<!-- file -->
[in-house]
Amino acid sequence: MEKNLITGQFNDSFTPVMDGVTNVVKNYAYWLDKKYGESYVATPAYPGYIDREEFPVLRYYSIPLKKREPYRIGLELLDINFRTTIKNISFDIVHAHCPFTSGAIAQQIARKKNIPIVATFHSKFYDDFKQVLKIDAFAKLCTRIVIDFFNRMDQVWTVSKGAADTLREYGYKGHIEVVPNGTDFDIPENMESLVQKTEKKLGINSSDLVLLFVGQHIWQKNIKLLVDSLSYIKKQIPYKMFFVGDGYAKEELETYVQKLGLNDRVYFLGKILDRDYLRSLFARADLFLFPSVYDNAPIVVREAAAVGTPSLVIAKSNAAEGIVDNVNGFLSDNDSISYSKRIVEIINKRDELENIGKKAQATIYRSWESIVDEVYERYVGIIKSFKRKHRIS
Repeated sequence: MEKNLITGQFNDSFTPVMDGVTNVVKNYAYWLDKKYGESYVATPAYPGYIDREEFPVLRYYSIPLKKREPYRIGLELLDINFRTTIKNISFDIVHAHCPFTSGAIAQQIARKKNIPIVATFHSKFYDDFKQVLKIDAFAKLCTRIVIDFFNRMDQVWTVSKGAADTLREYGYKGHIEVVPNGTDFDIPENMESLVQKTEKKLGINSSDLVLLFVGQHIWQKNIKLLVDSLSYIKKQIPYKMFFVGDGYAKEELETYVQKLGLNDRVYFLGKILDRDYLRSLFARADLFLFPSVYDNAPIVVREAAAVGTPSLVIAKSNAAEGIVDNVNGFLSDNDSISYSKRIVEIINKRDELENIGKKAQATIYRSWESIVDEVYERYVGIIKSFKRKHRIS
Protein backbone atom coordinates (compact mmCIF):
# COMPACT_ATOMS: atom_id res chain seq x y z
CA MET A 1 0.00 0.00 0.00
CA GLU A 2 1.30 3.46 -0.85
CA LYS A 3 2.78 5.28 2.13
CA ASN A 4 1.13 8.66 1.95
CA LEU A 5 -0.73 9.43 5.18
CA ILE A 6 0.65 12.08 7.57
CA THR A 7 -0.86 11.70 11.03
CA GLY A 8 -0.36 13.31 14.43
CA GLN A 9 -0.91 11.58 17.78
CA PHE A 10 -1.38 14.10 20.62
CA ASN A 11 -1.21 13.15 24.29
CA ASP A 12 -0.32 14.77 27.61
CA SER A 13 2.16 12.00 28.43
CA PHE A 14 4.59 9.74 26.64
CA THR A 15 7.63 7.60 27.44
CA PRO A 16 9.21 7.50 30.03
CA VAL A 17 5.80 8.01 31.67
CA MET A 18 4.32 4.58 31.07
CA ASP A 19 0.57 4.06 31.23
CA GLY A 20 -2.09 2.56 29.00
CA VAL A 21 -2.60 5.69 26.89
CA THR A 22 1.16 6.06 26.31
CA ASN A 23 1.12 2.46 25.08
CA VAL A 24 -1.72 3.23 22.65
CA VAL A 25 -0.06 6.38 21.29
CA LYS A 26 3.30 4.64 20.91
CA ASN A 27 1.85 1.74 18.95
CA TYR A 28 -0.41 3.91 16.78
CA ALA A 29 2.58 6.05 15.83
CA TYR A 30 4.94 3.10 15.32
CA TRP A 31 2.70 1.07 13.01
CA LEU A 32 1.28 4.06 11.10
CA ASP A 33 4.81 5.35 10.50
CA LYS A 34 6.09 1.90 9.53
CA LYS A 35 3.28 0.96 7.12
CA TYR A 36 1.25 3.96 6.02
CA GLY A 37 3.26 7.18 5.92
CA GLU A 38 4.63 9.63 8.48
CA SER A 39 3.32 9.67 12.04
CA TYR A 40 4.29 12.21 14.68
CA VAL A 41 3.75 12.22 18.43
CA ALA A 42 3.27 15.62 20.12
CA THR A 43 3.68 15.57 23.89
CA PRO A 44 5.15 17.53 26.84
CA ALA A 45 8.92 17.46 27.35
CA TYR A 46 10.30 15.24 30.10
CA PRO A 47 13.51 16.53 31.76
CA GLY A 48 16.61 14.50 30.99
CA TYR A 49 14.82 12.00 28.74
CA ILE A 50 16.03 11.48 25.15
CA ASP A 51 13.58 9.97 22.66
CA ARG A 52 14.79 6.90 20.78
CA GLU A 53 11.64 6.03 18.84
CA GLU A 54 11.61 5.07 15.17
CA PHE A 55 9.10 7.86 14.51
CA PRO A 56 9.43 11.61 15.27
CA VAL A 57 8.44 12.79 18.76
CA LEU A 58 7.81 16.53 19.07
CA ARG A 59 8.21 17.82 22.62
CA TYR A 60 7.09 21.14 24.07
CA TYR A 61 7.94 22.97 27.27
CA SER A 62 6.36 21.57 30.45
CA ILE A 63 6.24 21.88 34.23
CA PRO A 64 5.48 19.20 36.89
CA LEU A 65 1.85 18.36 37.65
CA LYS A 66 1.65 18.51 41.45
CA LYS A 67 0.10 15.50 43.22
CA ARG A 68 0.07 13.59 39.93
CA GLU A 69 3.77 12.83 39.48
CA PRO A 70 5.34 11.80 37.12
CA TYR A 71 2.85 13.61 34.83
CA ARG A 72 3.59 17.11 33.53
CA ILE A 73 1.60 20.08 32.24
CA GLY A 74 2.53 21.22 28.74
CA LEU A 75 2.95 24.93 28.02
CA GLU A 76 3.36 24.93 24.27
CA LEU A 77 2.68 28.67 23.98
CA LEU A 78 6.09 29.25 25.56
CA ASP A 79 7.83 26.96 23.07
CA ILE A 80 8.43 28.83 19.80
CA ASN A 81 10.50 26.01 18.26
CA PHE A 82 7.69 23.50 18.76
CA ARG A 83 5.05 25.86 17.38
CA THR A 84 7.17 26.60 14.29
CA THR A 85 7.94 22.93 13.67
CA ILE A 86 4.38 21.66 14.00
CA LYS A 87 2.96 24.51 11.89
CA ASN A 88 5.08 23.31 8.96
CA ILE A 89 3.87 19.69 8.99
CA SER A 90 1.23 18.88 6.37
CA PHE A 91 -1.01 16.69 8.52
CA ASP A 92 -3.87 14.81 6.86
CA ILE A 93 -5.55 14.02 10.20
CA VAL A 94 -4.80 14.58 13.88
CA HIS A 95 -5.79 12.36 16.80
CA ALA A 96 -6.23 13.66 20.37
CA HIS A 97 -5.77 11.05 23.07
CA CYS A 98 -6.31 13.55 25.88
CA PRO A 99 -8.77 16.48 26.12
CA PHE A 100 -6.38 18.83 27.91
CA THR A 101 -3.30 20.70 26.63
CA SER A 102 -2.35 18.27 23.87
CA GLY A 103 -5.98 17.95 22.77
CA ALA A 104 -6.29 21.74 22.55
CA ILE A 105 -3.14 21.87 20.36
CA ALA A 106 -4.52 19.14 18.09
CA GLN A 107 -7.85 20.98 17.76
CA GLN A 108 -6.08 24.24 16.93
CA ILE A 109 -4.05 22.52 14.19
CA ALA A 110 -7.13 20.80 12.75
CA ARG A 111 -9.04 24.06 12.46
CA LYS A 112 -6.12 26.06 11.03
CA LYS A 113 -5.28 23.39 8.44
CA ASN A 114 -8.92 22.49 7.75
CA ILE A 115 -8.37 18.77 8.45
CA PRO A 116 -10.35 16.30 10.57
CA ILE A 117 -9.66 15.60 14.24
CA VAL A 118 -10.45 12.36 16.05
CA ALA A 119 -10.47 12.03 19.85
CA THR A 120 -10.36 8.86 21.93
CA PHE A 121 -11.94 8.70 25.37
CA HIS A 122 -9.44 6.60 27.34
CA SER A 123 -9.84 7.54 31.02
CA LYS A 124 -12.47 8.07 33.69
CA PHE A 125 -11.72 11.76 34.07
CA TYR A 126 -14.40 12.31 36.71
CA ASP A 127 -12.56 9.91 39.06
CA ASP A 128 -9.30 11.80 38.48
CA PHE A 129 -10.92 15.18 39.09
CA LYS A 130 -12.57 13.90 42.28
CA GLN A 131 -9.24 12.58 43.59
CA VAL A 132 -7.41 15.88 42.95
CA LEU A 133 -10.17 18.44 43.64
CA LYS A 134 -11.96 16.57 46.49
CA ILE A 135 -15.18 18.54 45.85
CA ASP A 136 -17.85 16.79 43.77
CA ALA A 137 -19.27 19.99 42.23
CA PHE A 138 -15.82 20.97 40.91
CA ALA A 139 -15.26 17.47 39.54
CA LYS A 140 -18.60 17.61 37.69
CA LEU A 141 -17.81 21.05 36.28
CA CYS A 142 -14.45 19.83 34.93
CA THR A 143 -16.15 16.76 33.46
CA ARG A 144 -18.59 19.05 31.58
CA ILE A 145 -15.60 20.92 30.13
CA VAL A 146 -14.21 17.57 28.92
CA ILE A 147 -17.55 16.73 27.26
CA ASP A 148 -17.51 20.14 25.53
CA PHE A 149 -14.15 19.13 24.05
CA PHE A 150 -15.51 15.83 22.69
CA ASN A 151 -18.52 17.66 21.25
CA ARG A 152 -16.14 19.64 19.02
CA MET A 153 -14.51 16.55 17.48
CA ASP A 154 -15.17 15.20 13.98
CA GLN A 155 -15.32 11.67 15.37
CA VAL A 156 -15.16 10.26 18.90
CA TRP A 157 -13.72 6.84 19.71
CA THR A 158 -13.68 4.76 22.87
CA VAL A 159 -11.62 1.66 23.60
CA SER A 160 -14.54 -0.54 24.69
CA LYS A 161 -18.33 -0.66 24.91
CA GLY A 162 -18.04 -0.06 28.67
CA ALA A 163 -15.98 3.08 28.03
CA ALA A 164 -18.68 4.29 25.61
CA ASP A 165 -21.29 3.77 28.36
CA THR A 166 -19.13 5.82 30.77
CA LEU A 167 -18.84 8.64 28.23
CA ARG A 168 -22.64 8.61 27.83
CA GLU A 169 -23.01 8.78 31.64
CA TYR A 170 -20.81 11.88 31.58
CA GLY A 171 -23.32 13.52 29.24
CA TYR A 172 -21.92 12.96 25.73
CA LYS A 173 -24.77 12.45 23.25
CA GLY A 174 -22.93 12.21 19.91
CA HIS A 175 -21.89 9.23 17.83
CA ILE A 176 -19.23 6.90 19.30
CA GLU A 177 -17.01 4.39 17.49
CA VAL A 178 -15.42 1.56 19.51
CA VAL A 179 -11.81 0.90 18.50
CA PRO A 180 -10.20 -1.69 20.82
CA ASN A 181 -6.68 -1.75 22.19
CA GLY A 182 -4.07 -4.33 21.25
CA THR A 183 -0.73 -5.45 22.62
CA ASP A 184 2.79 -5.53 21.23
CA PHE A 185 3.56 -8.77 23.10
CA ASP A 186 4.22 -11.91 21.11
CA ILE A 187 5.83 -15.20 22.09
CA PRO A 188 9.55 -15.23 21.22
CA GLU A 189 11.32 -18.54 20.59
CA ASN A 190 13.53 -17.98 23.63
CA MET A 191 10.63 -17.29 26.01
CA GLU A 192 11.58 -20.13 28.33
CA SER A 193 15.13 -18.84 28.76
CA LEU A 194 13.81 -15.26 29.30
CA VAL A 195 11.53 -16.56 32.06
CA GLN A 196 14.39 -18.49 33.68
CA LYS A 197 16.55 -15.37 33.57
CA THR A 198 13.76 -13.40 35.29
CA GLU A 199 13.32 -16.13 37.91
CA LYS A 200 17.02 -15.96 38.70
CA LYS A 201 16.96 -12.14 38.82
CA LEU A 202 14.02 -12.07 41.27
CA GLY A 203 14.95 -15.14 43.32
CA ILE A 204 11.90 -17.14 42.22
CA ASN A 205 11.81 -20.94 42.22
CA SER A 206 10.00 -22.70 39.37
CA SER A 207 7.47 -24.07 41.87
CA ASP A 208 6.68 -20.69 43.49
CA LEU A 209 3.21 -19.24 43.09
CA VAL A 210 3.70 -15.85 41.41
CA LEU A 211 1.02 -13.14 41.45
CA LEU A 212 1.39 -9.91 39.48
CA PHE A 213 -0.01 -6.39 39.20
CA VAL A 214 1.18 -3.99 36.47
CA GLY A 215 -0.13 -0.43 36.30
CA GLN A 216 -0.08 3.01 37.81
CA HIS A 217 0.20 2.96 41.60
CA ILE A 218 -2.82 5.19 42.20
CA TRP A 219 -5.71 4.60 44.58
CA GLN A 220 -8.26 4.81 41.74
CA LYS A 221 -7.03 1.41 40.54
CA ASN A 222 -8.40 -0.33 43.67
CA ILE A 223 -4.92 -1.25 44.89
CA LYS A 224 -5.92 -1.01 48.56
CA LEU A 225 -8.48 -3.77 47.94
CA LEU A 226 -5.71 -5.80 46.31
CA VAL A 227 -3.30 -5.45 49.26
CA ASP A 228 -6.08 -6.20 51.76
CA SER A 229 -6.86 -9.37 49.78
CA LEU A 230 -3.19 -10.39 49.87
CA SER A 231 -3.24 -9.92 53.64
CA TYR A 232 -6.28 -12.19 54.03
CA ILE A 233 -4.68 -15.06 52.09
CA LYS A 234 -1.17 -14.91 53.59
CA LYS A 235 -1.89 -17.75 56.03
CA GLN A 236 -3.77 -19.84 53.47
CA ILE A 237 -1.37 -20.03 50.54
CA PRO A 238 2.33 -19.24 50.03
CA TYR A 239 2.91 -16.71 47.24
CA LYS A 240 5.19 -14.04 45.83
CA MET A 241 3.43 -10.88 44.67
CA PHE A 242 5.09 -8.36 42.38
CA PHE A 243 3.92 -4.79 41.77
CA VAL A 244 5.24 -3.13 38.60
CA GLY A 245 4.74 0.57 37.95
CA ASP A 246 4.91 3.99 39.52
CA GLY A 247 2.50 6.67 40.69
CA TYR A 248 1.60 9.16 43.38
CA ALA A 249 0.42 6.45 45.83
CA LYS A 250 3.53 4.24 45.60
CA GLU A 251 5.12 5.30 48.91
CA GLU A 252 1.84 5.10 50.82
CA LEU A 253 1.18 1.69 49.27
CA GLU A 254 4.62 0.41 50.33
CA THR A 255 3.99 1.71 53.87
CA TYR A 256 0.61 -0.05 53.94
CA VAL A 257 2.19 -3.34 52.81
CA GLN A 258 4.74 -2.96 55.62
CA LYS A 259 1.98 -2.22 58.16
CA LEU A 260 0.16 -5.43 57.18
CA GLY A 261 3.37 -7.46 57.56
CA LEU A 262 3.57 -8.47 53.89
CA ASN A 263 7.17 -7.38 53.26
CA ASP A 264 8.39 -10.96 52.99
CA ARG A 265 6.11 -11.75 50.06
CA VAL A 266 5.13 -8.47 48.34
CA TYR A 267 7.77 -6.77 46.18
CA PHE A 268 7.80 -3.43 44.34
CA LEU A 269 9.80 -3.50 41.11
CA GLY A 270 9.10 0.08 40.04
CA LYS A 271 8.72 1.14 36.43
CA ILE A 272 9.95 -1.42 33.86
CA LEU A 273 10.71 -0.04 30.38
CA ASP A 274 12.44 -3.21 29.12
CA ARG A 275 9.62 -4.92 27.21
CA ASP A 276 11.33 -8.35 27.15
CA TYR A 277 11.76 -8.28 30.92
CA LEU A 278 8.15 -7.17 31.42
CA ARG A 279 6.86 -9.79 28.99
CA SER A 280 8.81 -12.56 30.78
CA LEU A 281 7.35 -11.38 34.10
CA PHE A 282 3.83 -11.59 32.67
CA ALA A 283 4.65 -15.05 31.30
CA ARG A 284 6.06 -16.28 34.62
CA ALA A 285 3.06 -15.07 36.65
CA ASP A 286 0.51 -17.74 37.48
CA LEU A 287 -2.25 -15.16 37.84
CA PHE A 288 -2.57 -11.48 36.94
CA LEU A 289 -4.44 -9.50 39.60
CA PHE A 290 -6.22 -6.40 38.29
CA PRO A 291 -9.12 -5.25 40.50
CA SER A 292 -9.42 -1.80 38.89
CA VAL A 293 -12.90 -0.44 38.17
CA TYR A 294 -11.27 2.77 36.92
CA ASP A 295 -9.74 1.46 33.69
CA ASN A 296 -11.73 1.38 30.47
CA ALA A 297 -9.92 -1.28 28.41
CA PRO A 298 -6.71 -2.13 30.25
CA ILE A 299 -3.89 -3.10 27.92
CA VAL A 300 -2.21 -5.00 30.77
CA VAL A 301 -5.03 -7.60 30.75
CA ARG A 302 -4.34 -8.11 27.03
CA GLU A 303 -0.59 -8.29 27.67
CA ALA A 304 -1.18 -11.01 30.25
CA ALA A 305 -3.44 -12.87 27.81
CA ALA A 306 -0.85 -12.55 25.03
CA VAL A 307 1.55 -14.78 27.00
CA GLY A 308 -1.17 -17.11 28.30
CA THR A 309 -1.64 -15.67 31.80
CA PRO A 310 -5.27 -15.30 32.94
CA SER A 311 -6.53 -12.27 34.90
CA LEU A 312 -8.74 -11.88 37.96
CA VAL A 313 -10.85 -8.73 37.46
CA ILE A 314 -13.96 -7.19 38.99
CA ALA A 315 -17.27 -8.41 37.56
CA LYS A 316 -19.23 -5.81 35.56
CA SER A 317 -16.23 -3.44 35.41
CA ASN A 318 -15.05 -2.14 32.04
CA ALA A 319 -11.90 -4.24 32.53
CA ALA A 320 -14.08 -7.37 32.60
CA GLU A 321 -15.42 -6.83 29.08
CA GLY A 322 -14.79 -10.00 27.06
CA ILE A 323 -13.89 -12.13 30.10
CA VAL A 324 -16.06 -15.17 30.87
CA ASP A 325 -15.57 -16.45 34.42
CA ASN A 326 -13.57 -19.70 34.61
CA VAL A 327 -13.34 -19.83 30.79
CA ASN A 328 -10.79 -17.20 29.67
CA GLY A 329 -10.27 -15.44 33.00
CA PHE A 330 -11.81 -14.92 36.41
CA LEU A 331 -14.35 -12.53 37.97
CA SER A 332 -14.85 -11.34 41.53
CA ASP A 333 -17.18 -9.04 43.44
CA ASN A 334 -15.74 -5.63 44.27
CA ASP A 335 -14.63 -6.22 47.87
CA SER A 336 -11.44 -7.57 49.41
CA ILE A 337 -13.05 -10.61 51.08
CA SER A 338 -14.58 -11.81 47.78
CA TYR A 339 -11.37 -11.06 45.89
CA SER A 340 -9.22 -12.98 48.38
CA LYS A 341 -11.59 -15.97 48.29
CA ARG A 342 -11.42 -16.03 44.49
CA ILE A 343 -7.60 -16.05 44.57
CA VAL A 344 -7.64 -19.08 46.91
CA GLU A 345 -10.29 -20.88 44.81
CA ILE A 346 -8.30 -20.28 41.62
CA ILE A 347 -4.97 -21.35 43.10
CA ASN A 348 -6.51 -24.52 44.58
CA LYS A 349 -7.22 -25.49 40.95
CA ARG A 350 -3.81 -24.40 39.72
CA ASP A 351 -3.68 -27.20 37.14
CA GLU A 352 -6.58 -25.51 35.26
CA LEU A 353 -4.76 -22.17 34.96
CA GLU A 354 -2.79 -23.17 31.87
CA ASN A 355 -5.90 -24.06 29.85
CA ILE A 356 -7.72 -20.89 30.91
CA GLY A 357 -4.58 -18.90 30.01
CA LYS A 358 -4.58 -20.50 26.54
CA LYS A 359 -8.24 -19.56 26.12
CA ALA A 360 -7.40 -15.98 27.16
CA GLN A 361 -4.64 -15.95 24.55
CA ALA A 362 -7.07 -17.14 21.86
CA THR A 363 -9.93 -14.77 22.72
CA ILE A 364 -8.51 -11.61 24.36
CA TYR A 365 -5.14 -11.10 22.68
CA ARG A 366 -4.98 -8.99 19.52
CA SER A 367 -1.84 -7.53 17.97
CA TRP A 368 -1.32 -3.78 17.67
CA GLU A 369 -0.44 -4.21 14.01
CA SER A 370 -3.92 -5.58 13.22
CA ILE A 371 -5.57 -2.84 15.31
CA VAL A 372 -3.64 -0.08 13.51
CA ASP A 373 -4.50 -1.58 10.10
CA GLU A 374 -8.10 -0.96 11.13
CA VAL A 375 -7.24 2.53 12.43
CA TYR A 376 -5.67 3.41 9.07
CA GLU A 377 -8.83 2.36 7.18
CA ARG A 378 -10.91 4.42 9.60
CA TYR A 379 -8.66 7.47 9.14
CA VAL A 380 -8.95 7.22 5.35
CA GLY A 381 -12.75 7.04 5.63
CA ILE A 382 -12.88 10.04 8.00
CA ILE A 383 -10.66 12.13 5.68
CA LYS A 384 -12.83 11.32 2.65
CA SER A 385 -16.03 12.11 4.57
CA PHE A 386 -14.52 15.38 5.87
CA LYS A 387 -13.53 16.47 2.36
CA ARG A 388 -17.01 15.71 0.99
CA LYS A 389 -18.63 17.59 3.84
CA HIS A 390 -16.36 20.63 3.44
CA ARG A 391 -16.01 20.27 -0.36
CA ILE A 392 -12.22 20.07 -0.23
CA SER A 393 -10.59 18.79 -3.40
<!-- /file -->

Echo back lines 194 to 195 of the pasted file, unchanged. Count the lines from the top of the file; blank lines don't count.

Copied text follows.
CA GLU A 189 11.32 -18.54 20.59
CA ASN A 190 13.53 -17.98 23.63